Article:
Western Vinyl; 2014
Review by Emilio Herce
It’s almost impossible to get a feel for Ava Luna’s latest release on first listen, though that’s not in anyway a bad thing. Electric Balloon is like that ostensibly cool kid at the party, whom you have yet to meet. It’s not entirely polished, but well put together, more certain about itself than most, and unafraid to express dissatisfaction or dabble in dissonance. This, and an inability to sum the album up tidily, might put you off it initially, but once you become better acquainted, you’ll discover that Electric Balloon is profound and remarkably solid. What you felt initially was jealousy, mostly for the fact that you didn’t think of it first, because Ava Luna is incredibly creative, self-assured, but most of all disarming.
I admit that my favorite parts of the album are when the band is in full strut, such as on the songs “Sears Roebuck M&M” and “Plain Speech.” These songs are slinky and slicked back, not a hair, or note out of place. The album is refreshing in large part for just this reason. Ava Luna doesn’t feel the need to fill in every empty space, and despite there being five members in it’s current iteration, the album never feels rushed or stuffy. Yes, there are moments when Electric Balloon vibrates wildly, putting you on edge, but this effect coincides with calmer moments, a hectic verse into a more staid chorus say, as on “Hold U”. Each part brings the other into sharper focus. That said, this simple interpretation of Ava Luna’s MO is insufficient. The band is a collaboration of various creative voices, each pulling in divergent directions, though never pulling the entire thing apart. Because of this, the album covers a lot of ground, from the busy bossa-nova of “Aquarium” to “Electric Balloons” slinky, new-wave cadence.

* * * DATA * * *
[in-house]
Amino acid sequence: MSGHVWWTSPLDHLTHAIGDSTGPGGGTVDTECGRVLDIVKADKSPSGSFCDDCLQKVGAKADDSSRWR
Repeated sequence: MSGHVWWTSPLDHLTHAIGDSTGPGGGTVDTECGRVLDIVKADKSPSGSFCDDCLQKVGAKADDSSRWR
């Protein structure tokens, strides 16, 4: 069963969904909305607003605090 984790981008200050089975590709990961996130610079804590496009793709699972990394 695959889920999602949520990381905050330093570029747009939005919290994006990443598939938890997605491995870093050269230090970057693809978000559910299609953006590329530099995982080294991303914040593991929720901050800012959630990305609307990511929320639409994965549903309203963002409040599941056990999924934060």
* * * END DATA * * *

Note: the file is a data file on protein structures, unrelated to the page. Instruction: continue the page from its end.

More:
Electric Balloon is the work of a group zeroing in on its strengths, but one still unafraid to go in unexplored directions. Toward it’s latter half, the record’s tone turns to the introspective. I’m speaking specifically about “PRPL.” The song, Ava Luna’s take on a stripped down R&B, shakes off previous swank, and leaves itself wide open, which might strike you as a weakness, but showing vulnerability here is their greatest strength. This is what I meant by disarming. The record is admittedly top heavy, but the quieter songs at the end serve to anchor it. Be careful not to prejudge Ava Luna. Electric Balloon is the product of a band that may have been lead around by its self-awareness for a long time, but they’ve come to trust their gut, and are finally using this to their advantage.